US reviewers have lauded the Spierig brothers’ Predestination which launched in cinemas and on-demand platforms last Friday.

The time-travel tale starring Ethan Hawke, Sarah Snook and Noah Taylor opened on 20 screens, making a fair $US43,000 in the first three days.

Typifying the rave reviews, Rolling Stone’s Pete Travers declared, “To try and wrap your head around the plot of Predestination can only lead to madness. Don't get me wrong: The movie itself is a trip. Just jump off the cliff and go with the Spierig brothers, Peter and Michael, as they whoosh into the labyrinth of their own fervid imaginations. If you get stuck and feel lost — and you will — don't sweat it.”

Travers opined that Hawke is at his mesmerizing best as the Temporal Agent whose mission is to stop future murders before they happen, and said of Snook, “You won't be able to take your eyes off Snook, an Aussie actress who makes whatever sex she's playing almost irrelevant. You watch her. You hear her. You believe. It's a dynamite performance.”

The Los Angeles Times’ Martin Tsai wrote, “The Spierig brothers have deftly fashioned an unpredictable thrill ride, and the joy is to fit together all its puzzle pieces. Hand them a decent budget, and watch them be the next Wachowskis.

“Hawke continues to make risky and interesting choices, and this one echoes 1997's Gattaca. The virtually unknown Snook truly impresses playing both genders. This is the first great film of 2015.”

New York Magazine’s David Edelstein observed, “Don’t expect car chases or crowd scenes. The Spierigs — German boys, Michael and Peter (they made Daybreakers) — keep things moody and intimate. This is a deeply solipsistic movie, but how deep is something you’ll need to find out for yourself.”

According to IMDB.com, the sci-fi thriller went straight to DVD and pay-TV in France and Spain and will do so in Germany. IMDB lists the UK opening as February 20 and Japan as February 28. In Australia it's grossed $780,000.

The World Made Straight, a North Carolina-set, 1970s coming-of-age drama which has several Australian elements, opened in the US last Friday on 10 cinemas. The 3-day take was a modest $US6,300 but distributor Millennium Entertainment is pursuing the strategy of simultaneous release on premium VoD and electronic sell through, followed by DVD and VoD in February/March.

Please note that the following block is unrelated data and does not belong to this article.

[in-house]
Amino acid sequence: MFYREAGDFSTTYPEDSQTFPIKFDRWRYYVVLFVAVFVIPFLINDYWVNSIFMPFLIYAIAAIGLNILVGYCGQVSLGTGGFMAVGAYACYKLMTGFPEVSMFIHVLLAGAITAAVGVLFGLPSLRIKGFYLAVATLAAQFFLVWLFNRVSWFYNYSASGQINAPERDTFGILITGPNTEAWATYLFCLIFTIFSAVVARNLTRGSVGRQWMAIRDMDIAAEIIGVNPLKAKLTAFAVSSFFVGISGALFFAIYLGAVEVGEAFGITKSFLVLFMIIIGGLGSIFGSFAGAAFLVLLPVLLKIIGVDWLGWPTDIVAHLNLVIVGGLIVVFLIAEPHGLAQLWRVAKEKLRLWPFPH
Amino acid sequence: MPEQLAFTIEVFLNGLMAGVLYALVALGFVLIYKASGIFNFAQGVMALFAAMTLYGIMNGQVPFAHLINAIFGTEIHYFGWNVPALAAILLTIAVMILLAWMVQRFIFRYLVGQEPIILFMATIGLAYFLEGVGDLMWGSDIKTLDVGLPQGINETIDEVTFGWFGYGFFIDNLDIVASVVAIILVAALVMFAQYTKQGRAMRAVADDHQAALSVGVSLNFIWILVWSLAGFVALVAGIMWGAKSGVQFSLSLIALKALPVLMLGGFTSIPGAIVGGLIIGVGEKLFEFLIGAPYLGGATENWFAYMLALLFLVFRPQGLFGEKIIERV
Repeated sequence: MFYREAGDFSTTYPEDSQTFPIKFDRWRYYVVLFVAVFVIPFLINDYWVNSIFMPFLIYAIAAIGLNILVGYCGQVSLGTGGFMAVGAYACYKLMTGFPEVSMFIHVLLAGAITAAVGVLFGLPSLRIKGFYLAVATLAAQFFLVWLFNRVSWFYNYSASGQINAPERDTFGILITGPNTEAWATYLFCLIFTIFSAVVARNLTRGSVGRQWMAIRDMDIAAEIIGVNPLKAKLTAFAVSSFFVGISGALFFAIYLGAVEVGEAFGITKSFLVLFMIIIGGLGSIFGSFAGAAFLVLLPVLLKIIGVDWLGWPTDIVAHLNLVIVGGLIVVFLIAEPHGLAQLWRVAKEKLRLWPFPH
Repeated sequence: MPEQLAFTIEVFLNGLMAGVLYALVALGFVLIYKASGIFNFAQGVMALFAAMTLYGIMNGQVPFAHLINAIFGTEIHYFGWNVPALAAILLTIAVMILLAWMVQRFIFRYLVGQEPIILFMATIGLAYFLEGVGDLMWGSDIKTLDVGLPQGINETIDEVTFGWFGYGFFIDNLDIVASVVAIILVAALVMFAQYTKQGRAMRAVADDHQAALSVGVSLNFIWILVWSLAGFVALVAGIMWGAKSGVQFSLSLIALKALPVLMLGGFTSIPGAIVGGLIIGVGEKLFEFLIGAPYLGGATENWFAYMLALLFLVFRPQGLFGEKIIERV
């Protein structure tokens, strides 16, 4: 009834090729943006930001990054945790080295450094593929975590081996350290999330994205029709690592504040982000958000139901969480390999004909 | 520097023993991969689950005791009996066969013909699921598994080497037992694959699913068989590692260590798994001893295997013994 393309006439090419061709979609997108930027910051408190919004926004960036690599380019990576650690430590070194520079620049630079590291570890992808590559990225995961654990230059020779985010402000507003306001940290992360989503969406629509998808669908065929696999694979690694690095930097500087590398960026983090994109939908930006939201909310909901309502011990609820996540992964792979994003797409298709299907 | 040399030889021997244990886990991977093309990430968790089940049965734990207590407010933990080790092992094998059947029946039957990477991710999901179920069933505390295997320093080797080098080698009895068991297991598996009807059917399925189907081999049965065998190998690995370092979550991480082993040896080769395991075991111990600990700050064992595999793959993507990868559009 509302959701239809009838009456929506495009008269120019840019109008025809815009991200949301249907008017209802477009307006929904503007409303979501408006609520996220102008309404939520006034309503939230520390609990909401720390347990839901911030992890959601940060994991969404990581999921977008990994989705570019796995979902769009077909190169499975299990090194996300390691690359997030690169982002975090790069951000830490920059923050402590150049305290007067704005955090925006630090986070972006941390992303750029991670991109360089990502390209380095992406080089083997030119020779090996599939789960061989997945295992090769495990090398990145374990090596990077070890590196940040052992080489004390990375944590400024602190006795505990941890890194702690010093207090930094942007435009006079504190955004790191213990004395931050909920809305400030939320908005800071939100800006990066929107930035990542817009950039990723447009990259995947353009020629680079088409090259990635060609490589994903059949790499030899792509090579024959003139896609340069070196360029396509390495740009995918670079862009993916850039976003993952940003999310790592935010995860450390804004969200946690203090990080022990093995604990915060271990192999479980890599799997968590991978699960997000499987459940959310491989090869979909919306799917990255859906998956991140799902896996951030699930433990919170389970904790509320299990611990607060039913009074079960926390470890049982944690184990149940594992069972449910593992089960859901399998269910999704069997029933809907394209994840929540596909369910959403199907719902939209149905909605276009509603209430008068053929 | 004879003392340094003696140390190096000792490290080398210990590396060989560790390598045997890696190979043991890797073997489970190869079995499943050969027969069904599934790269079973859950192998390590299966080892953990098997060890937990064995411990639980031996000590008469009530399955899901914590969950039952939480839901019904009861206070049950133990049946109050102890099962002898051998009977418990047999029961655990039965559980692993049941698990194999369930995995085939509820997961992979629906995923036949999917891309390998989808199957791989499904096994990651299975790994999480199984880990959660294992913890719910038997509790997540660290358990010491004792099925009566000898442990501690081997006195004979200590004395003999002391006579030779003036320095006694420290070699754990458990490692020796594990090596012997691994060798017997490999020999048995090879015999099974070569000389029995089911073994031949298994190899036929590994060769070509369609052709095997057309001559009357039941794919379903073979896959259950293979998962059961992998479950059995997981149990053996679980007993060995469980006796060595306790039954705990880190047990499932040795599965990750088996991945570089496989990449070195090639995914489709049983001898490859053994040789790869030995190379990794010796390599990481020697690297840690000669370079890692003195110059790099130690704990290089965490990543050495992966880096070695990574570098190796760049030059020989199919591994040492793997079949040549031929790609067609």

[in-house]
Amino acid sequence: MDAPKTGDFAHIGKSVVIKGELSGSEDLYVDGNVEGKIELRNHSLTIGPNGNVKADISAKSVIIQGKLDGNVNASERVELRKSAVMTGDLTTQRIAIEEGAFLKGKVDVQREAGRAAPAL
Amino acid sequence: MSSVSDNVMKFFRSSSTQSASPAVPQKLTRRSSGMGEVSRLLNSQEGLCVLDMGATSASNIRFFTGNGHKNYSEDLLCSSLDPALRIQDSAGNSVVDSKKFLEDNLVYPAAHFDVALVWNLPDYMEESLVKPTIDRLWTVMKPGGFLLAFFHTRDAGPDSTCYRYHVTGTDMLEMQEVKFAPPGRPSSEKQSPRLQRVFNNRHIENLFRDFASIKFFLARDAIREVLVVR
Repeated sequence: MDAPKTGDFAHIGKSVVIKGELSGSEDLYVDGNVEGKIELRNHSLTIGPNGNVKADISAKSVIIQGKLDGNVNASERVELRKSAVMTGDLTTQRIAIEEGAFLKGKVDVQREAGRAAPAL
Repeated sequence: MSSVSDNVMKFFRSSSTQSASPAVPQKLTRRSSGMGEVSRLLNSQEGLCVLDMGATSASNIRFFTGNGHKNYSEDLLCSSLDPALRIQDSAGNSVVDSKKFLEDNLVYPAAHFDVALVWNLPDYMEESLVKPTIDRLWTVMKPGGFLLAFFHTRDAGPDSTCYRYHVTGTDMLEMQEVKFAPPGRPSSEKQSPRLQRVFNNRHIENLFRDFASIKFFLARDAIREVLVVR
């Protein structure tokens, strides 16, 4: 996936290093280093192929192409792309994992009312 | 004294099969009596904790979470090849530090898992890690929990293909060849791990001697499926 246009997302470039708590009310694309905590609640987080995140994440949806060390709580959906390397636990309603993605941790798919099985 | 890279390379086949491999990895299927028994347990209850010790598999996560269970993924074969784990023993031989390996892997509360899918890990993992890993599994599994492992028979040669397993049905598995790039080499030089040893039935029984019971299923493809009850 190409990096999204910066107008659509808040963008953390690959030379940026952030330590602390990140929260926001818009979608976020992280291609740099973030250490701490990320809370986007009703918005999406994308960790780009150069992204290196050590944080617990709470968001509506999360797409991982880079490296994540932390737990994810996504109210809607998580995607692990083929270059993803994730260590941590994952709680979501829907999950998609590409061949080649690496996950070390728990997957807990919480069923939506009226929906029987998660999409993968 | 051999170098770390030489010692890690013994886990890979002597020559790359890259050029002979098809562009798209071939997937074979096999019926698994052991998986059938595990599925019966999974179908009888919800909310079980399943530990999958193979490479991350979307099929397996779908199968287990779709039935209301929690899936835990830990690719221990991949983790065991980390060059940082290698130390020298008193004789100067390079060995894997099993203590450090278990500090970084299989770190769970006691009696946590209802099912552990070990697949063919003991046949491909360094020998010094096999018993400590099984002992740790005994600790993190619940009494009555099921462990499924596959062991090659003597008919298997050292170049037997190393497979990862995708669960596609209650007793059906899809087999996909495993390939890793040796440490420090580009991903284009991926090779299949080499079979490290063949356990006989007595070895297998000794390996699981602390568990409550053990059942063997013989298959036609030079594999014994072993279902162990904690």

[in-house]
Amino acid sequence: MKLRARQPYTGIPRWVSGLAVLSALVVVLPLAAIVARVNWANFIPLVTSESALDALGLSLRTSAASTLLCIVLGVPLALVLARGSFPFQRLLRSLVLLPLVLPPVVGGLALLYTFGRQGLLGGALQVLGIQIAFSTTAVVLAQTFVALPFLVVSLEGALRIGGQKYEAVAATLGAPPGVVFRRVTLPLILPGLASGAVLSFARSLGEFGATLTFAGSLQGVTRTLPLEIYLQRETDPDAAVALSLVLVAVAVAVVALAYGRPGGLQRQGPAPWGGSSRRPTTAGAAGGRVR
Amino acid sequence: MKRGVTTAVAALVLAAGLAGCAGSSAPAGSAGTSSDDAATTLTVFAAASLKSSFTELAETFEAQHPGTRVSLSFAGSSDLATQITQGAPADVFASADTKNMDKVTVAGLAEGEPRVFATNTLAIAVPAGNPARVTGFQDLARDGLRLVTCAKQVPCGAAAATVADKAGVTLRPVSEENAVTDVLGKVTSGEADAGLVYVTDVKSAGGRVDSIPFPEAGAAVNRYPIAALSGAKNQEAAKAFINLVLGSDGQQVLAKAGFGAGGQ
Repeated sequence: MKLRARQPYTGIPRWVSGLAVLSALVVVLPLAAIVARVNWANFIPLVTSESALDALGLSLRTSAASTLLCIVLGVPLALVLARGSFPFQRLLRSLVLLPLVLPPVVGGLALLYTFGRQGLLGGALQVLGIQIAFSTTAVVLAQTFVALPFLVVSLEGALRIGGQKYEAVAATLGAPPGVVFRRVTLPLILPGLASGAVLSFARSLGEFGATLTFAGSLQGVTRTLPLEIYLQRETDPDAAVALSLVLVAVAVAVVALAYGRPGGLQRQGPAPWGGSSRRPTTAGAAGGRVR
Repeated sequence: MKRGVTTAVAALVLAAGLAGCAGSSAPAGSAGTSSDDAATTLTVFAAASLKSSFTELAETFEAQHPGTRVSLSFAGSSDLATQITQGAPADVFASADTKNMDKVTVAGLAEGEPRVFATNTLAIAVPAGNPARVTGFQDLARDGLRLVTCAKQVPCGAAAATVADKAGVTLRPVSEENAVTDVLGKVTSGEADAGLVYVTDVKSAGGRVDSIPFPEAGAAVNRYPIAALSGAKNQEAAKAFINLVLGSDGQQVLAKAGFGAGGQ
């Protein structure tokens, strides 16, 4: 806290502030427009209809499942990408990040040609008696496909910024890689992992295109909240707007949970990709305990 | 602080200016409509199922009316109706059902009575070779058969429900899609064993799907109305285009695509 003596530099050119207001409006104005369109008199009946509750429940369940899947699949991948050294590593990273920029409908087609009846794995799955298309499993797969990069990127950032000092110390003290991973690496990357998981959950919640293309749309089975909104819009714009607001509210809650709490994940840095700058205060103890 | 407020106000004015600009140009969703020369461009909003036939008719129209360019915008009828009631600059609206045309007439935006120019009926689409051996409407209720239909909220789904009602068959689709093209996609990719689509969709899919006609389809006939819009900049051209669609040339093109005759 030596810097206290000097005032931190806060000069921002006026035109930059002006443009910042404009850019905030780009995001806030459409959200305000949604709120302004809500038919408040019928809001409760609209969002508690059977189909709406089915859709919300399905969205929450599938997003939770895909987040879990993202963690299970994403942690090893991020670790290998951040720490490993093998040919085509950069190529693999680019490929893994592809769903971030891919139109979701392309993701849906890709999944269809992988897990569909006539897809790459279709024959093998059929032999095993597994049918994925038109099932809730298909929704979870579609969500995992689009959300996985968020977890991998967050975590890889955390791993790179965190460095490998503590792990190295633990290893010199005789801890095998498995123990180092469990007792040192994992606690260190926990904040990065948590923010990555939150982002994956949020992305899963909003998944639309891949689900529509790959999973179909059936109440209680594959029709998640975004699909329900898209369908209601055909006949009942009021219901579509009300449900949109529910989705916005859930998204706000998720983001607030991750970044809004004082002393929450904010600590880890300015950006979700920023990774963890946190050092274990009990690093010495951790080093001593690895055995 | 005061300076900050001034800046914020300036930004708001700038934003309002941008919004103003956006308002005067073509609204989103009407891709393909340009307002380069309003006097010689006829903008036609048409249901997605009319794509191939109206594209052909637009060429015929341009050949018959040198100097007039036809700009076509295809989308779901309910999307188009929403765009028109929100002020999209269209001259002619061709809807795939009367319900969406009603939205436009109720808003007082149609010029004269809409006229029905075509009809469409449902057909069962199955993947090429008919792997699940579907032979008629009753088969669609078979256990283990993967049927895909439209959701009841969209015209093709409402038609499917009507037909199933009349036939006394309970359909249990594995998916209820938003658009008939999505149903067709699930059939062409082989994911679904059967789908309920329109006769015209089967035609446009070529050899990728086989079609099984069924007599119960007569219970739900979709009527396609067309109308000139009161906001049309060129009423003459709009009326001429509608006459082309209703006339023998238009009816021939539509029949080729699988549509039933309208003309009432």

The feature directing debut of David Burris (executive producer on several seasons of Survivor), the film stars The Railway Man’s Jeremy Irvine as a high school drop-out who struggles to decide between the dark path he is on and the chance at a new life.

The screenplay based on a Ron Rash novel is by Shane Danielsen, a former artistic director of the Edinburgh International Film Festival.

Sydney-based Michael Wrenn developed the project with Burris and produced with Dreambridge Films' Todd J. Labarowski and Daniel Wagner of Bifrost Pictures.

The cast includes Adelaide Clemens (The Great Gatsby, Silent Hill: Revelation 3D and TV’s Rectify) together with Noah Wyle, Minka Kelly, Steve Earle and Haley Joel Osment.

San Francisco Chronicle’s Mick La Salle gave thumbs up, noting Burris “does an impressive job with good but tricky material” and describing the film as moody and dealing with events from the past “that influence — subtly, in an almost mystical way — events more than a century later.”

The Los Angeles Times’ Sheri Linden was less impressed, finding “the movie finally feels more manufactured than organic, a travelogue of portent, complete with plangent guitars and peopled by characters from the backwoods playbook.”

An Australian deal is being negotiated.
 

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